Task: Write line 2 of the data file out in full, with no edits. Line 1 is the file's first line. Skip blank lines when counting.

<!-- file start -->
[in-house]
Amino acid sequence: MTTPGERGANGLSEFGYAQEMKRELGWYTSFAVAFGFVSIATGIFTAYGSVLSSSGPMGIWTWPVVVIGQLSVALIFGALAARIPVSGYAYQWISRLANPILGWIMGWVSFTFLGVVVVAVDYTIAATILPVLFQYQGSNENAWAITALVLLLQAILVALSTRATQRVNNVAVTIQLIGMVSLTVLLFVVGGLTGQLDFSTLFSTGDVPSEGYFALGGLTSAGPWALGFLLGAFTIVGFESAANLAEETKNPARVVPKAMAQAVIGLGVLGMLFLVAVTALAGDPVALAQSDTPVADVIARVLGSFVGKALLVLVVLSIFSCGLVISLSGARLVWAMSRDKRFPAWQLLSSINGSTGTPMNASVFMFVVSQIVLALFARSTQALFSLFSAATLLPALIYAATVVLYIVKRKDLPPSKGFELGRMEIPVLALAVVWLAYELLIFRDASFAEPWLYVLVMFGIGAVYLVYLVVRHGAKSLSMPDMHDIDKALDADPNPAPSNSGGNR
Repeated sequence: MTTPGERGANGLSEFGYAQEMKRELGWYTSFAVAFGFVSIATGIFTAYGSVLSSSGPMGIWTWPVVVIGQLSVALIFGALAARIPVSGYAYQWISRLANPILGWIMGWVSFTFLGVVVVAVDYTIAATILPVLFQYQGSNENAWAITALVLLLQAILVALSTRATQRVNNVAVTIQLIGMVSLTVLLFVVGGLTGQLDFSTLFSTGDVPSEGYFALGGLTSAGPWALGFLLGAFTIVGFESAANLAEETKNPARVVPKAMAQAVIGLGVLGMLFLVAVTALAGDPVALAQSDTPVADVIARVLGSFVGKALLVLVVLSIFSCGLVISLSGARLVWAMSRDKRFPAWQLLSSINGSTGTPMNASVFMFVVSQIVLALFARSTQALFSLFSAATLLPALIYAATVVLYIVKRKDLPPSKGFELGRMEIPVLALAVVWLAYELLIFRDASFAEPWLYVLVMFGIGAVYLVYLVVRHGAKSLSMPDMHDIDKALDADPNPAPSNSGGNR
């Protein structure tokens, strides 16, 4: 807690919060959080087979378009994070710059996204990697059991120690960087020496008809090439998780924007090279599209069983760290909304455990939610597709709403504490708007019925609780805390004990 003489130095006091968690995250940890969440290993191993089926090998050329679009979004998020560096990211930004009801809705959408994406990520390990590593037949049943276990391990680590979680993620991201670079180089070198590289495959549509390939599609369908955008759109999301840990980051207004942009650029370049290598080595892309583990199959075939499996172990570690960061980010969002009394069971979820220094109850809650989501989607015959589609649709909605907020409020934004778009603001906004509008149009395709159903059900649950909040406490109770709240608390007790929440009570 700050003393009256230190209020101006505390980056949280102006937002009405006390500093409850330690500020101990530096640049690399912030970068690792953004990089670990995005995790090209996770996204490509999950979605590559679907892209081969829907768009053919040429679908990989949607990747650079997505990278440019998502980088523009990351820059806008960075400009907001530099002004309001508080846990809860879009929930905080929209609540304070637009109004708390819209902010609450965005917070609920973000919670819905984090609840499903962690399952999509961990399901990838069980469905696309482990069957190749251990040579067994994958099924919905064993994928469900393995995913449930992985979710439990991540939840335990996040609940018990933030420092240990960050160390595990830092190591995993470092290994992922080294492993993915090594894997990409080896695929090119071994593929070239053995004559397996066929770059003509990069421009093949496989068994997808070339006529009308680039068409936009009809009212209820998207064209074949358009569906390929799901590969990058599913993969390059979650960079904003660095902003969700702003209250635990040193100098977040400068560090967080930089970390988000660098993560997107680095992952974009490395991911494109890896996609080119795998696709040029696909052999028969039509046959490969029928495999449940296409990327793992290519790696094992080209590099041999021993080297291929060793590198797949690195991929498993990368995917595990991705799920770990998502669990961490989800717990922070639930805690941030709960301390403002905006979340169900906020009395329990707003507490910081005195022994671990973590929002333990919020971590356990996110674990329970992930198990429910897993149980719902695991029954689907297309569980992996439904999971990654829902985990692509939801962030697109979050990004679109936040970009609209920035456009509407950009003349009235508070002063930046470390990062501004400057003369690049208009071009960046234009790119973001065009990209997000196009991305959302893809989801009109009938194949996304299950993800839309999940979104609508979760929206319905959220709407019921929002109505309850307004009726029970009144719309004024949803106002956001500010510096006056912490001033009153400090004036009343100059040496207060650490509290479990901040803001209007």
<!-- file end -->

Amino acid sequence: MTTPGERGANGLSEFGYAQEMKRELGWYTSFAVAFGFVSIATGIFTAYGSVLSSSGPMGIWTWPVVVIGQLSVALIFGALAARIPVSGYAYQWISRLANPILGWIMGWVSFTFLGVVVVAVDYTIAATILPVLFQYQGSNENAWAITALVLLLQAILVALSTRATQRVNNVAVTIQLIGMVSLTVLLFVVGGLTGQLDFSTLFSTGDVPSEGYFALGGLTSAGPWALGFLLGAFTIVGFESAANLAEETKNPARVVPKAMAQAVIGLGVLGMLFLVAVTALAGDPVALAQSDTPVADVIARVLGSFVGKALLVLVVLSIFSCGLVISLSGARLVWAMSRDKRFPAWQLLSSINGSTGTPMNASVFMFVVSQIVLALFARSTQALFSLFSAATLLPALIYAATVVLYIVKRKDLPPSKGFELGRMEIPVLALAVVWLAYELLIFRDASFAEPWLYVLVMFGIGAVYLVYLVVRHGAKSLSMPDMHDIDKALDADPNPAPSNSGGNR